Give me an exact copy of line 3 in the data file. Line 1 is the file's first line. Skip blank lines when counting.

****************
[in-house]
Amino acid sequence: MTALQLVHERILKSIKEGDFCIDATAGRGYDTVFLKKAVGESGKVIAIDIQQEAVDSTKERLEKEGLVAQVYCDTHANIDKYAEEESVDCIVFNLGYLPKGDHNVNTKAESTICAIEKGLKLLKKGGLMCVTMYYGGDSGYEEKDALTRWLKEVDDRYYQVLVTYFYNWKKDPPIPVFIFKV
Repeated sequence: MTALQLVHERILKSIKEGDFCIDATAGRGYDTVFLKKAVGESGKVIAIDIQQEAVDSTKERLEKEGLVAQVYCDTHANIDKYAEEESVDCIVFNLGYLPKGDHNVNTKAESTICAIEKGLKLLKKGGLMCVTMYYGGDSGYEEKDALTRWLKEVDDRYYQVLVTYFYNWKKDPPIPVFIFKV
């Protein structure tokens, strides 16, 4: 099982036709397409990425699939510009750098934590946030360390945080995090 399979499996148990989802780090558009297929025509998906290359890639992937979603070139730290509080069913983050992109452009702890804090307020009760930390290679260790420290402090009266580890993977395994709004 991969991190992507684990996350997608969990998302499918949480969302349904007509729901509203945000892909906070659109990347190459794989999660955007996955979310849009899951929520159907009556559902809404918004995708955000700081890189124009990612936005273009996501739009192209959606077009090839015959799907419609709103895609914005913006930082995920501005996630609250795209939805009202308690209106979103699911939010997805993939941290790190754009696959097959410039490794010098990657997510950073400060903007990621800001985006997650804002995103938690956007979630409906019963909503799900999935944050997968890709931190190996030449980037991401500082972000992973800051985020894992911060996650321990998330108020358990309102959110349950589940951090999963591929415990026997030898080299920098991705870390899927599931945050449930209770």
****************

Repeated sequence: MTALQLVHERILKSIKEGDFCIDATAGRGYDTVFLKKAVGESGKVIAIDIQQEAVDSTKERLEKEGLVAQVYCDTHANIDKYAEEESVDCIVFNLGYLPKGDHNVNTKAESTICAIEKGLKLLKKGGLMCVTMYYGGDSGYEEKDALTRWLKEVDDRYYQVLVTYFYNWKKDPPIPVFIFKV